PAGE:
Army unit in Japan demonstrates effects of alcohol in real time at training event
Spc. Benjamin Davis, assigned to the 78th Signal Battalion, has his blood-alcohol level checked by Sgt. Nathan Dillon, a military police officer, after being authorized to consume three beers in two hours as part of a safety stand-down held Jan. 5, 2... (Photo Credit: U.S. Army) VIEW ORIGINAL

CAMP ZAMA, Japan (Jan. 5, 2012) -- Three Soldiers sitting front row for a briefing on the dangers of drinking and driving appear distracted and sleepy. It may have something to do with the fact that they are all slightly intoxicated.

Their state of inebriation, however, is not a picture of irony or irresponsibility. Rather, their unit is hosting a "safety stand-down," and they have been authorized by their commander to intake alcohol during the event in order to directly demonstrate how it affects their vision, balance and other cognitive abilities.

Soldiers assigned to the 78th Signal Battalion were at the Community Activity Center here Jan. 5 for the stand-down, which was deliberately held immediately after the holiday season to reiterate the importance of responsible drinking practices, the unit's command sergeant major said.

"We wanted to send a message of reality," said Command Sgt. Maj. Steven Caffee. "The message we're trying to send home is: You have one drink, all bets are off. You're not driving, period."

The three Soldiers each drank a total of three 12-ounce beers: one per hour, over a period of two hours. In between each drink, Sgt. Nathan Dillon, a military police officer assigned to the 88th MP Detachment here, checked their blood-alcohol content levels and noted the results.

The Soldiers -- two males and one female -- were chosen for their variances in height, weight and gender. This was meant to allow Dillon to show those in attendance how differently alcohol can affect people based on their unique physical attributes, he said.

"There is no better way than visually seeing what happens [to a person] under the influence of alcohol," said Dillon, the noncommissioned officer in charge of traffic accident investigations. "[But] you want it to be seen in a controlled environment."

The results were in line with Dillon's presumptions: After their first beers, the two big and tall male Soldiers, Spc. Benjamin Davis and Sgt. Matthew Bonnstetter, both registered Blood Alcohol Content, or BAC, levels of .000, meaning the alcohol had not yet entered their blood streams. However, Sgt. Tawana Davenport, a female barely above 5 feet tall, registered a reading of .026, which put her near Japan's strict limit of .03 at which a driver is legally considered "under the influence."

In subsequent readings, all three Soldiers registered BAC levels that spiked significantly after their third beers: Davis went from .008 to .075, Bonnstetter from .018 to .047, and Davenport from .03 to .06 -- all of them exceeding Japan's DUI limit. Each Soldier admitted to feeling the effects of the alcohol as the demonstration progressed.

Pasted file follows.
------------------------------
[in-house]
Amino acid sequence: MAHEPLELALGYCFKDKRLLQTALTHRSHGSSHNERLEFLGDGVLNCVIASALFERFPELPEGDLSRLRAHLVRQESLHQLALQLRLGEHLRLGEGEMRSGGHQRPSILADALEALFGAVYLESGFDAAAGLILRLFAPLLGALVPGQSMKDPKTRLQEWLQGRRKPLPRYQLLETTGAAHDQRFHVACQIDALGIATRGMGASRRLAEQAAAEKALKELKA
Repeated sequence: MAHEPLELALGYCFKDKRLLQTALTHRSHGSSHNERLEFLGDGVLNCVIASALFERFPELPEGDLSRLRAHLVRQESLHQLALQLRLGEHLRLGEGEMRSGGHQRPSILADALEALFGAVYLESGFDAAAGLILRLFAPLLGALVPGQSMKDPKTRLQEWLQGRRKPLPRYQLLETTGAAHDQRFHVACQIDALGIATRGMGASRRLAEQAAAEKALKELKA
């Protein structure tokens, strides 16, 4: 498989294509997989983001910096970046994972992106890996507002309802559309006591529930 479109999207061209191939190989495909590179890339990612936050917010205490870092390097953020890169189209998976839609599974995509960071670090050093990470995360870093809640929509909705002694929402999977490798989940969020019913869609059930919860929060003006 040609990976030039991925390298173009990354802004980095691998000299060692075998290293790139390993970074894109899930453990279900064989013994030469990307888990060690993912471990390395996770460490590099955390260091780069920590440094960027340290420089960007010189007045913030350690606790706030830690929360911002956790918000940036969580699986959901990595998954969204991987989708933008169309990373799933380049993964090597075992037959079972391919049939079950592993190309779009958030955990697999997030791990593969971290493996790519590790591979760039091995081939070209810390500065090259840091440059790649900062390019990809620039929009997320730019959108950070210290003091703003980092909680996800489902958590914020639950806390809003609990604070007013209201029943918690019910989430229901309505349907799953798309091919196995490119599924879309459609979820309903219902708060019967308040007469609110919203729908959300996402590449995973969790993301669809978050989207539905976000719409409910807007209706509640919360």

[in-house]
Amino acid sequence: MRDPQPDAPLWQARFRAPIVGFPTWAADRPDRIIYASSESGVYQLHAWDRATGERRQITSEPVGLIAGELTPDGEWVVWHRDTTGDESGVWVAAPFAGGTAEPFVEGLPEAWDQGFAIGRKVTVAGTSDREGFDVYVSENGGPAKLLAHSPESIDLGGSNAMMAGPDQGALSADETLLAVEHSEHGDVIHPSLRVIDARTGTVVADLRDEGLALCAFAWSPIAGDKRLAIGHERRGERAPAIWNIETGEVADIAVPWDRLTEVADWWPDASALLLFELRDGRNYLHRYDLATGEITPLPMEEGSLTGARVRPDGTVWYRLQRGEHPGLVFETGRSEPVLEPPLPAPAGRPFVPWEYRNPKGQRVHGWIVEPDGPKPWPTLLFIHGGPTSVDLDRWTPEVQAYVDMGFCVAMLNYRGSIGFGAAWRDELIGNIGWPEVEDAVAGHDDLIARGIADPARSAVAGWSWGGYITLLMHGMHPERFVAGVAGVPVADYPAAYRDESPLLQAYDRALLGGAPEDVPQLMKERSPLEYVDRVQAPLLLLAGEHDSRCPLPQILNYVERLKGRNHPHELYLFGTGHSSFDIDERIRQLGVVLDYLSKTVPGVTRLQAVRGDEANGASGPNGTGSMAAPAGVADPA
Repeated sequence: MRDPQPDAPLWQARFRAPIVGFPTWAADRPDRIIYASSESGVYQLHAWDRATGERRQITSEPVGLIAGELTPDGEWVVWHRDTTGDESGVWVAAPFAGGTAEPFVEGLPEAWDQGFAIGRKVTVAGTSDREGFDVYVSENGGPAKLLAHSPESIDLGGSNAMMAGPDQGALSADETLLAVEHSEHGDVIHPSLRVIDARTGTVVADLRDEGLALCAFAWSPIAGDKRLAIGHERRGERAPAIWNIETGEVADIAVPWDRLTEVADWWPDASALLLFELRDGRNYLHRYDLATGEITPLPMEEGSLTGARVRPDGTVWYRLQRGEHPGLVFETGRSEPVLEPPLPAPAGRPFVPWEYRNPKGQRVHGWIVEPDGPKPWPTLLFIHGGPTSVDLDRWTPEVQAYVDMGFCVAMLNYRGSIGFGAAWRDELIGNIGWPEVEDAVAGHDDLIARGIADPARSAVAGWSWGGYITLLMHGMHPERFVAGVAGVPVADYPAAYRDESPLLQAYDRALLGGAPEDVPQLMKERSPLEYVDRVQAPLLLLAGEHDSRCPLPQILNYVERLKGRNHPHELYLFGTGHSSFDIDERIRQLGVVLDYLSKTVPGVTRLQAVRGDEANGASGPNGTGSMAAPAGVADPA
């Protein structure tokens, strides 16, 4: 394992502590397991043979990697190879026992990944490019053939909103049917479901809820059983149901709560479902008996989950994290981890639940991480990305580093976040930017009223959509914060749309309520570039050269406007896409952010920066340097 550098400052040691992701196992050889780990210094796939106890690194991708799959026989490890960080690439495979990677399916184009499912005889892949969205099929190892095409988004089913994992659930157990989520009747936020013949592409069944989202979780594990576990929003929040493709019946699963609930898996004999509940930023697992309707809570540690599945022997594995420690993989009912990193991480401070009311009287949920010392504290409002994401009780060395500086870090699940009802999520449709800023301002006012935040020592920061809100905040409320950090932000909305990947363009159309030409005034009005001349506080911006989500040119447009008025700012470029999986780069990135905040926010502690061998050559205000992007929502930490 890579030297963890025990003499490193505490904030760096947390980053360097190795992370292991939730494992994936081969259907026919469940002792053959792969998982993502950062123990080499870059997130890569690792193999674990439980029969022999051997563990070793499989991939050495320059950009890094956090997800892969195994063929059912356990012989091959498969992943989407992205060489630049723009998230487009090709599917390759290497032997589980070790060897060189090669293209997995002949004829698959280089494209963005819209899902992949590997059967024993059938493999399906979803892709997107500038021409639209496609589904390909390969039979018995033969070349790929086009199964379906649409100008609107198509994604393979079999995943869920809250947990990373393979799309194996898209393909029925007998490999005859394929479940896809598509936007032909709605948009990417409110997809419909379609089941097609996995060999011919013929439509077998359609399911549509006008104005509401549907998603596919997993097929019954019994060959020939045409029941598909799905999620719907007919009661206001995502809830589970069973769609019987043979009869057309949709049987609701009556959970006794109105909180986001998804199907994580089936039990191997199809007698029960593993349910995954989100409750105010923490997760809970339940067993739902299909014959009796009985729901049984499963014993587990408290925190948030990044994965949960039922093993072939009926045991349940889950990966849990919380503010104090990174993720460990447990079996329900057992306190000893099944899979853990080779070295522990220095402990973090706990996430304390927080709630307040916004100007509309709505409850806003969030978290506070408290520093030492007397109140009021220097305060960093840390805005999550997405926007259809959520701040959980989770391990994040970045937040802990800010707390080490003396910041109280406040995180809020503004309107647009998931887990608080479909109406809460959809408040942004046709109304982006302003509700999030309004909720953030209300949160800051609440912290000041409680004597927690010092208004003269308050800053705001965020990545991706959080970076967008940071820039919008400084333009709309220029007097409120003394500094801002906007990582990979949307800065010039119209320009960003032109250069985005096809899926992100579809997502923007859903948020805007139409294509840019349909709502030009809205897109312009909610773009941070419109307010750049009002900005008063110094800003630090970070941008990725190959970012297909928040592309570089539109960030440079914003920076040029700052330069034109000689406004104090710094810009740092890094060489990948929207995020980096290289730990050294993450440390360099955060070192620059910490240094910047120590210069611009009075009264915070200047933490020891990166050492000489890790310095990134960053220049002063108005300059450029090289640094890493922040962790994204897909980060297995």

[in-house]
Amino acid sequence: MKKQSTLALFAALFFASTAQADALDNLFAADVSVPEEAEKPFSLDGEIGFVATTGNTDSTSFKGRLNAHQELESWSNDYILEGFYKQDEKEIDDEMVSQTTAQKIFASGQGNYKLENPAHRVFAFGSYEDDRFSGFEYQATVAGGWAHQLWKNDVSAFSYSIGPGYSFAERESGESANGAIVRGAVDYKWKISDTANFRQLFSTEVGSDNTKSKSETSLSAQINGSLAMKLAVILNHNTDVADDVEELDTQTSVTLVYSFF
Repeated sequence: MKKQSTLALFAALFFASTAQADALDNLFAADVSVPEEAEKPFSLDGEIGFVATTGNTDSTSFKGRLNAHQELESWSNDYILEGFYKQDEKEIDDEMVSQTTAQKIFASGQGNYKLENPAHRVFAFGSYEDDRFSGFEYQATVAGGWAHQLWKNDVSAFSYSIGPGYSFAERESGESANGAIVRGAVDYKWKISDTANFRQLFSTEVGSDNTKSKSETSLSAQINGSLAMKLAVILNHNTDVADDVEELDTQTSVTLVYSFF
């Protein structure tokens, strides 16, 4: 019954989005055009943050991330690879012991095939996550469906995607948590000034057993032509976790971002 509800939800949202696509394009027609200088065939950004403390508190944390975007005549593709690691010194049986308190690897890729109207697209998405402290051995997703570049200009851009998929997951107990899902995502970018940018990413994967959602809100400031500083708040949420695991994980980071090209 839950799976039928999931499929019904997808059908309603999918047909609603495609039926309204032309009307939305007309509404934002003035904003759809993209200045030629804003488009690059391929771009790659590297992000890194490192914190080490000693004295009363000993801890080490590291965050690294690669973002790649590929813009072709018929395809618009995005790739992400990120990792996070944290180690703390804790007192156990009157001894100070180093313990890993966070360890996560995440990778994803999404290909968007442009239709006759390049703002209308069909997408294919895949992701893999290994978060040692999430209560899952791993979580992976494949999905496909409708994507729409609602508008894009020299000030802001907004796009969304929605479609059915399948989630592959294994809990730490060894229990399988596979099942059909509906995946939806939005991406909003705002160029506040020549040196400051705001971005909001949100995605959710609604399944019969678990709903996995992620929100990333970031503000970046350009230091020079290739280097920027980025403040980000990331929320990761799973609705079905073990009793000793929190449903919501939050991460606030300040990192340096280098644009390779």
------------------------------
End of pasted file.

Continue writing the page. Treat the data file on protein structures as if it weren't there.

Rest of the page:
"I could begin to feel impaired shortly after my second beer. I was starting to feel sluggish," said Bonnstetter, the communications and maintenance noncommissioned officer in charge for 78th Signal. "Well into my third beer, I could fully feel the effects. It did take time for [the alcohol] to begin to leave my system."

Dillon then subjected the three Soldiers to a number of exercises to gauge their respective levels of intoxication and demonstrate to the audience the different ways in which alcohol can impair a person's vision and motor skills, among others.

"We wanted to demonstrate that key concept that no matter who you are -- male, female, how tall, or how much you weigh -- alcohol affects everybody differently, and we need to keep that in mind," said Dillon. "We wanted to show that no matter what the level [of tolerance] is for that person, there is going to be some degree of impairment."

Bonnstetter said he felt the demonstration was a beneficial and educational experience for the Soldiers in his unit, and much more effective than just watching a video or listening to a guest speaker.

"When you have that visual representation and you can actually see the effects of what happens," said Bonnstetter, "it has a much larger effect on how a person thinks and feels about [it]."

He does not mean to forbid his Soldiers the right to drink alcohol on occasion, Caffee said, but rather hopes to encourage that they do so responsibly. Social drinking is fine, he added, but it should never be combined with driving a vehicle.

"It affects the Soldiers. It affects their careers. It affects mission readiness," said Caffee. "When a Soldier gets involved in an [alcohol-related] incident, it brings down the morale of the entire section, squad or company that he or she is in. It's a lose-lose situation."

Davis, Bonnstetter and Davenport each had a designated driver to take them home following the training event.

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